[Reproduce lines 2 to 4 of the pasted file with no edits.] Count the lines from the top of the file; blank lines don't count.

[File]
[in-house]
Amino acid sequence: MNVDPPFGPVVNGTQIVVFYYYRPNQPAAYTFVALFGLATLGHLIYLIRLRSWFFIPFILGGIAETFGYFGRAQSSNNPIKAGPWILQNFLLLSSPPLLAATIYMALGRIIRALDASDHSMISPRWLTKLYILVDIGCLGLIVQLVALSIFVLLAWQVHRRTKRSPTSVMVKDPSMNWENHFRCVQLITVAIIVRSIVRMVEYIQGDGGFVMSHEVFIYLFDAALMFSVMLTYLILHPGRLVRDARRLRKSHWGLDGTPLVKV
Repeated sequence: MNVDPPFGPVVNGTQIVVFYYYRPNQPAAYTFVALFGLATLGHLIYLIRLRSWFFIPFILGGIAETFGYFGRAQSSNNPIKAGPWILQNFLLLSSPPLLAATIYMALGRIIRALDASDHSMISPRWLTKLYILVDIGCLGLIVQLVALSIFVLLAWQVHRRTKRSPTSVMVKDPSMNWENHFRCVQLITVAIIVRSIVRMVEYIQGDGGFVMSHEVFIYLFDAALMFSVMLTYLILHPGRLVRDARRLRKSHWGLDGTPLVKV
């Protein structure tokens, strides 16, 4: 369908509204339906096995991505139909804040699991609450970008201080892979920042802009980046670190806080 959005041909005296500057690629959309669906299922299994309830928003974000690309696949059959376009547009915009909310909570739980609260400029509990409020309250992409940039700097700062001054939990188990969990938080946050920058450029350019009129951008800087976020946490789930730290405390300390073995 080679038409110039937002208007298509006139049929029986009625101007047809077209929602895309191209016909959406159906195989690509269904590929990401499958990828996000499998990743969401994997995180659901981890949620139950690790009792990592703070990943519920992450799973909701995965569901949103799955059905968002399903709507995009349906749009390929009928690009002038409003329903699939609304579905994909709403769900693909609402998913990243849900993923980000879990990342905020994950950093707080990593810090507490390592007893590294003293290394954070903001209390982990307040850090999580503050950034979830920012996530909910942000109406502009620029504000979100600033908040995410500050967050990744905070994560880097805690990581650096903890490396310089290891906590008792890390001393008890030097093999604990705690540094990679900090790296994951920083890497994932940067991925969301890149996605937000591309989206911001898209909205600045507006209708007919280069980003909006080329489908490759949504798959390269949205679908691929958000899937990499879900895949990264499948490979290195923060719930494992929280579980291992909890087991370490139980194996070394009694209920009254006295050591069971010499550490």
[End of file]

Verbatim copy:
Amino acid sequence: MNVDPPFGPVVNGTQIVVFYYYRPNQPAAYTFVALFGLATLGHLIYLIRLRSWFFIPFILGGIAETFGYFGRAQSSNNPIKAGPWILQNFLLLSSPPLLAATIYMALGRIIRALDASDHSMISPRWLTKLYILVDIGCLGLIVQLVALSIFVLLAWQVHRRTKRSPTSVMVKDPSMNWENHFRCVQLITVAIIVRSIVRMVEYIQGDGGFVMSHEVFIYLFDAALMFSVMLTYLILHPGRLVRDARRLRKSHWGLDGTPLVKV
Repeated sequence: MNVDPPFGPVVNGTQIVVFYYYRPNQPAAYTFVALFGLATLGHLIYLIRLRSWFFIPFILGGIAETFGYFGRAQSSNNPIKAGPWILQNFLLLSSPPLLAATIYMALGRIIRALDASDHSMISPRWLTKLYILVDIGCLGLIVQLVALSIFVLLAWQVHRRTKRSPTSVMVKDPSMNWENHFRCVQLITVAIIVRSIVRMVEYIQGDGGFVMSHEVFIYLFDAALMFSVMLTYLILHPGRLVRDARRLRKSHWGLDGTPLVKV
């Protein structure tokens, strides 16, 4: 369908509204339906096995991505139909804040699991609450970008201080892979920042802009980046670190806080 959005041909005296500057690629959309669906299922299994309830928003974000690309696949059959376009547009915009909310909570739980609260400029509990409020309250992409940039700097700062001054939990188990969990938080946050920058450029350019009129951008800087976020946490789930730290405390300390073995 080679038409110039937002208007298509006139049929029986009625101007047809077209929602895309191209016909959406159906195989690509269904590929990401499958990828996000499998990743969401994997995180659901981890949620139950690790009792990592703070990943519920992450799973909701995965569901949103799955059905968002399903709507995009349906749009390929009928690009002038409003329903699939609304579905994909709403769900693909609402998913990243849900993923980000879990990342905020994950950093707080990593810090507490390592007893590294003293290394954070903001209390982990307040850090999580503050950034979830920012996530909910942000109406502009620029504000979100600033908040995410500050967050990744905070994560880097805690990581650096903890490396310089290891906590008792890390001393008890030097093999604990705690540094990679900090790296994951920083890497994932940067991925969301890149996605937000591309989206911001898209909205600045507006209708007919280069980003909006080329489908490759949504798959390269949205679908691929958000899937990499879900895949990264499948490979290195923060719930494992929280579980291992909890087991370490139980194996070394009694209920009254006295050591069971010499550490």